Unsustainable logging, fishing and hunting ‘driving extinction’

https://www.bbc.com/news/science-environment-62094405

 

 
DeforestationIMAGE SOURCE,RICH CAREY
Image caption,
More than one in ten wild tree species is threatened by unsustainable logging
 

One in five people around the world rely on wild animals, plants and fungi for food and livelihoods, according to a landmark assessment.

But many wild species are not being harvested sustainably, putting food security at risk, the report found.

In 2019, experts estimated that one million plants and animals could go extinct in coming decades.

And much of this is being driven by unsustainable fishing, hunting and logging.

Now a new report by the same influential body concludes that the sustainable use of wild species is critical for people and nature.

And climate change and increased demand is likely to push more species to the brink, putting food security at risk.

Fishing trawlerIMAGE SOURCE,WILD POETS SOCIETY

Image caption,

Over-fishing threatens a third of marine fish species

The Intergovernmental Science-Policy Platform on Biodiversity and Ecosystem Services (IPBES) is conservation scientists’ equivalent of the IPCC group of climate scientists.

Their most recent assessment, approved by 139 countries in Bonn, Germany, focuses on how fishing, hunting and logging can be carried out more sustainably without damaging biodiversity and food security.

It found that billions of people across the world rely on 50,000 species of wild animals, plants and fungi for food, medicine, fuel, income and other purposes.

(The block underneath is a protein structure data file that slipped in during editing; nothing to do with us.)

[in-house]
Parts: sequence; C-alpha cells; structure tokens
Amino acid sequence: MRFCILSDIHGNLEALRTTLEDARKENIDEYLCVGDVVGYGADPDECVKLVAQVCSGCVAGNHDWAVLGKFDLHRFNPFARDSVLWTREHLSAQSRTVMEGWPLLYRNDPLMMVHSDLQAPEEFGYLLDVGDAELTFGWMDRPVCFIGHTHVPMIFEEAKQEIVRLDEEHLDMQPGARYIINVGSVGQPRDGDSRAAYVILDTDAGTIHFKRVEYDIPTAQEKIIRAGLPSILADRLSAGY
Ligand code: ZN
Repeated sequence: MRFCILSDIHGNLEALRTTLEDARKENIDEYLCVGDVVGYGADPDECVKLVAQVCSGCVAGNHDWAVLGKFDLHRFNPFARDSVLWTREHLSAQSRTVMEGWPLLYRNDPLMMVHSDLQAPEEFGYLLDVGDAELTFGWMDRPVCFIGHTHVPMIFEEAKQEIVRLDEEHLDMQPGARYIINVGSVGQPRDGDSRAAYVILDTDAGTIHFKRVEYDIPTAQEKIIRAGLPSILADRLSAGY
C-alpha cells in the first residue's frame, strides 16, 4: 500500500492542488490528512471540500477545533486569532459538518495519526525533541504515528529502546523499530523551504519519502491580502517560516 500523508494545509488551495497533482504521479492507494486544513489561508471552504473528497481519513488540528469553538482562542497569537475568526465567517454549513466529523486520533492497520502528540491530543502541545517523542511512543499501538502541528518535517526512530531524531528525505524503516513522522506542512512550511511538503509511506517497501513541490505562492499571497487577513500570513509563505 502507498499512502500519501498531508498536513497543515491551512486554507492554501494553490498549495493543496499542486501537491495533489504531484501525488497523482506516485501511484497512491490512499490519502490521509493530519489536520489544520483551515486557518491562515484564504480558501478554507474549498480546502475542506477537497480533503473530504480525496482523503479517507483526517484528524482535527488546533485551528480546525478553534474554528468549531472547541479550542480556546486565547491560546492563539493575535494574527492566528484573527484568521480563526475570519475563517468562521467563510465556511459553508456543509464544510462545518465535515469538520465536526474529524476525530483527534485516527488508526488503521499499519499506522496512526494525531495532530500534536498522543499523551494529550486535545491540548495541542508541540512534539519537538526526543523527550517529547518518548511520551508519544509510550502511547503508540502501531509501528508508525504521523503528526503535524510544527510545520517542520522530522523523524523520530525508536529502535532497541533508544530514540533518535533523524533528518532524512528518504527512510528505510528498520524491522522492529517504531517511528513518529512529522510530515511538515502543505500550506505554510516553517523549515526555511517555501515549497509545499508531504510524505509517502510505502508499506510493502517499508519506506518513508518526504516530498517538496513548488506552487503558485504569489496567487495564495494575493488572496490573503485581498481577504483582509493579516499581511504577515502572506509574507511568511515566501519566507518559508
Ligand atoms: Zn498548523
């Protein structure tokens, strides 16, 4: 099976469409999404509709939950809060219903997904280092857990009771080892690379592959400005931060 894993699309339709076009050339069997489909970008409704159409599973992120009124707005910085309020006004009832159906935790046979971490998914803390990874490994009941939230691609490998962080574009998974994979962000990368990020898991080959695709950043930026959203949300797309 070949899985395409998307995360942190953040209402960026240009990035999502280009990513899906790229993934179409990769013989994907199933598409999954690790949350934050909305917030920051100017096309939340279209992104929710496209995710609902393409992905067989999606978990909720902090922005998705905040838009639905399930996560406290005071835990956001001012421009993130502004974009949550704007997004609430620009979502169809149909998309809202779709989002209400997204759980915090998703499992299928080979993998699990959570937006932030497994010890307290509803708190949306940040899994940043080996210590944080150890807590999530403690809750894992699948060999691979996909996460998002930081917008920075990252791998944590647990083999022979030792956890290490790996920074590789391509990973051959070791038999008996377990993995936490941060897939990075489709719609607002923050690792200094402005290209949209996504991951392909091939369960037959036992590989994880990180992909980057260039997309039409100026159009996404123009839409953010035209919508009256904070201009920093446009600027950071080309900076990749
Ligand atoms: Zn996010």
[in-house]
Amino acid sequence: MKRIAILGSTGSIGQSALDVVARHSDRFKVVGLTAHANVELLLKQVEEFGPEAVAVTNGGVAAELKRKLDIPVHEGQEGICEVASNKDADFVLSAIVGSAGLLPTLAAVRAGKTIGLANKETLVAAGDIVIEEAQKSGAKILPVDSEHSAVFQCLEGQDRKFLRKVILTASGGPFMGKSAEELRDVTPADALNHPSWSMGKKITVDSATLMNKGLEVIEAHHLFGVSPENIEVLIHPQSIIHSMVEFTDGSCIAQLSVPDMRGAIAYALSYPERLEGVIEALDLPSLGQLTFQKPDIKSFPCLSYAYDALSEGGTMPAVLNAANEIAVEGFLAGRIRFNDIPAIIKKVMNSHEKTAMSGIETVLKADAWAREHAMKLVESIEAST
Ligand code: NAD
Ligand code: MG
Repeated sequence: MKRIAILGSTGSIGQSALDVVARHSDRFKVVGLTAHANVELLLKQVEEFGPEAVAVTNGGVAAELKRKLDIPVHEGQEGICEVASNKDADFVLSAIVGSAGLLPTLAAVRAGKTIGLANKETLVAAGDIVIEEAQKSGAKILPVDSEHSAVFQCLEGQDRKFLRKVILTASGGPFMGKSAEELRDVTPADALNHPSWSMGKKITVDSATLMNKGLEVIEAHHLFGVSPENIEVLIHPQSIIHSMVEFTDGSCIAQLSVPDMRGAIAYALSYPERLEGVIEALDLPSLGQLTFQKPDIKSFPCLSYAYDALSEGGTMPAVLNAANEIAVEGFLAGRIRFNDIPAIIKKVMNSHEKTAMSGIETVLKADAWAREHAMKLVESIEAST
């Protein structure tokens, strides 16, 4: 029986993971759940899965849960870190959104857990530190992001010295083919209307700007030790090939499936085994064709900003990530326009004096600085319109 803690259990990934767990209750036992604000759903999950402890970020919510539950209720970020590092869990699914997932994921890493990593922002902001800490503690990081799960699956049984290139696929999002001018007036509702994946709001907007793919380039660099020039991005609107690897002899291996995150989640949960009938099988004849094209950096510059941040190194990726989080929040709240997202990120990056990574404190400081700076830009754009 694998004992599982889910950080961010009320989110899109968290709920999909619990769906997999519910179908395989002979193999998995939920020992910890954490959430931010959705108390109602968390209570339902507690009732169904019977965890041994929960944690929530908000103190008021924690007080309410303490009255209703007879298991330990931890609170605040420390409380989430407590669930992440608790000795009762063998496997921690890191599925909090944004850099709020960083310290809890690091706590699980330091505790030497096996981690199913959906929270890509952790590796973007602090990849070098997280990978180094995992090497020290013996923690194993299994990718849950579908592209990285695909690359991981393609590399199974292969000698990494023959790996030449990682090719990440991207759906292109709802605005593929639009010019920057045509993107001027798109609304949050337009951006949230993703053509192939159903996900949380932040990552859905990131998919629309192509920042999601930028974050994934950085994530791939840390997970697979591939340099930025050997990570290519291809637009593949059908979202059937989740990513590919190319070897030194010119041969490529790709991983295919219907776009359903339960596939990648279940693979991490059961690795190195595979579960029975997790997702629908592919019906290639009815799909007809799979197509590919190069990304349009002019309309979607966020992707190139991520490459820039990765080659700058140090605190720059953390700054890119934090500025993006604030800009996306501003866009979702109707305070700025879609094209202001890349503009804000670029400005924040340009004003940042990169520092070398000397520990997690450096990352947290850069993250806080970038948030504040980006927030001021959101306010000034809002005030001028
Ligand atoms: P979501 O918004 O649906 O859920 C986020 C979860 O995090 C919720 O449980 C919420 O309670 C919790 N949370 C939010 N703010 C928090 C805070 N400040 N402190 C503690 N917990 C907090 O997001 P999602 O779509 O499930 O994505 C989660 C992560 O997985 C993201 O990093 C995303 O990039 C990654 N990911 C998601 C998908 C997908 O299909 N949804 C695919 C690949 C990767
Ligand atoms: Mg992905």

The assessment paints a picture of widespread exploitation of nature, with about a third of wild fish in the ocean overfished, more than 10% of wild trees threatened by unsustainable logging, and more than 1,300 mammals pushed to extinction by unsustainable hunting.

Forest being cleared for cattle ranching in BrazilIMAGE SOURCE,GETTY IMAGES
Image caption,
Forest being cleared for cattle ranching in Brazil

Actions that would help address these challenges include a crackdown on illegal fishing and wildlife trade; better management and certification of forests; and recognising the rights of indigenous people who look after land and forests, it said.

Dr Jean-Marc Fromentin, co-chair of the assessment for France, said rural people in developing countries were most at risk from unsustainable use, and had few alternatives, “often forcing them to further exploit wild species already at risk”.

 

The report found:

  • About 50,000 wild species are used for food, fuel, cosmetics, medicines, tourism and other purposes.
  • More sustainable use of wild species is critical for people and nature, with billions of people in every corner of the globe relying upon them.
  • The sustainability of wild species in the future is likely to be challenged by climate change, increased demand for such products, and technological advances in methods of hunting, logging and fishing.
  • Addressing these challenges will require “transformative changes”.